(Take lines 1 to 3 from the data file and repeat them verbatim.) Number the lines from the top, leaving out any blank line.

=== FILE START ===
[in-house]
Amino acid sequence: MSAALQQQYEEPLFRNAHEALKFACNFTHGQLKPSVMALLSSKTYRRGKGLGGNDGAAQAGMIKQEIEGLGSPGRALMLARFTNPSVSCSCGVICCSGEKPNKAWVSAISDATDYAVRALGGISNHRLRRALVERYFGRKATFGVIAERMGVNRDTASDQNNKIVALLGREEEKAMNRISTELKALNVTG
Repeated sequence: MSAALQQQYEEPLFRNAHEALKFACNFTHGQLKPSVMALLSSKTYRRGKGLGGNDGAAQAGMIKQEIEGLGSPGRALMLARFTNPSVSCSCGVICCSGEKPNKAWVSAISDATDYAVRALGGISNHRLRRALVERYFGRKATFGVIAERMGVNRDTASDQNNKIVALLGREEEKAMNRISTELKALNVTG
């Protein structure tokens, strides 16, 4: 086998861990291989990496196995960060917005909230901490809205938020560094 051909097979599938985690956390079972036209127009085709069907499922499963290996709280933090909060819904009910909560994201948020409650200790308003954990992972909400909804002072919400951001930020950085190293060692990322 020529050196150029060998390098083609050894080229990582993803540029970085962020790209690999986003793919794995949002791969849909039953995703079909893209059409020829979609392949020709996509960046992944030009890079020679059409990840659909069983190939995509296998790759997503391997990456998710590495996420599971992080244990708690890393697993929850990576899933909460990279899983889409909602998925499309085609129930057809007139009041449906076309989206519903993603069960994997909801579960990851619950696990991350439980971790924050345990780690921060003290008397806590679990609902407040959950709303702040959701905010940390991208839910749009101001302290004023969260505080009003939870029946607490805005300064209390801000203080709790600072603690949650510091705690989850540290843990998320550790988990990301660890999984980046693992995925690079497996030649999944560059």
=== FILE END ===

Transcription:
[in-house]
Amino acid sequence: MSAALQQQYEEPLFRNAHEALKFACNFTHGQLKPSVMALLSSKTYRRGKGLGGNDGAAQAGMIKQEIEGLGSPGRALMLARFTNPSVSCSCGVICCSGEKPNKAWVSAISDATDYAVRALGGISNHRLRRALVERYFGRKATFGVIAERMGVNRDTASDQNNKIVALLGREEEKAMNRISTELKALNVTG
Repeated sequence: MSAALQQQYEEPLFRNAHEALKFACNFTHGQLKPSVMALLSSKTYRRGKGLGGNDGAAQAGMIKQEIEGLGSPGRALMLARFTNPSVSCSCGVICCSGEKPNKAWVSAISDATDYAVRALGGISNHRLRRALVERYFGRKATFGVIAERMGVNRDTASDQNNKIVALLGREEEKAMNRISTELKALNVTG